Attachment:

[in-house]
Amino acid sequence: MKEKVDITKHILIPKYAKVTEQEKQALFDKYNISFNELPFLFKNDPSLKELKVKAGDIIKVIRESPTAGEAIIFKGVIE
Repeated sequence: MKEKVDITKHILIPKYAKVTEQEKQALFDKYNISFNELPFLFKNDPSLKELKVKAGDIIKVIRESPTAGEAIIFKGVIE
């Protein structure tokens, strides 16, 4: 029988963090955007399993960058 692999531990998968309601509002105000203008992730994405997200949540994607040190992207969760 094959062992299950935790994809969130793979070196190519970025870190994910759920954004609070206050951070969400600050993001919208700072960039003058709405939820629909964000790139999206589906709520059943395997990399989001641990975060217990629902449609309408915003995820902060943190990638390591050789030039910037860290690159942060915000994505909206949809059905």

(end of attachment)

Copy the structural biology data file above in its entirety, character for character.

[in-house]
Amino acid sequence: MKEKVDITKHILIPKYAKVTEQEKQALFDKYNISFNELPFLFKNDPSLKELKVKAGDIIKVIRESPTAGEAIIFKGVIE
Repeated sequence: MKEKVDITKHILIPKYAKVTEQEKQALFDKYNISFNELPFLFKNDPSLKELKVKAGDIIKVIRESPTAGEAIIFKGVIE
């Protein structure tokens, strides 16, 4: 029988963090955007399993960058 692999531990998968309601509002105000203008992730994405997200949540994607040190992207969760 094959062992299950935790994809969130793979070196190519970025870190994910759920954004609070206050951070969400600050993001919208700072960039003058709405939820629909964000790139999206589906709520059943395997990399989001641990975060217990629902449609309408915003995820902060943190990638390591050789030039910037860290690159942060915000994505909206949809059905």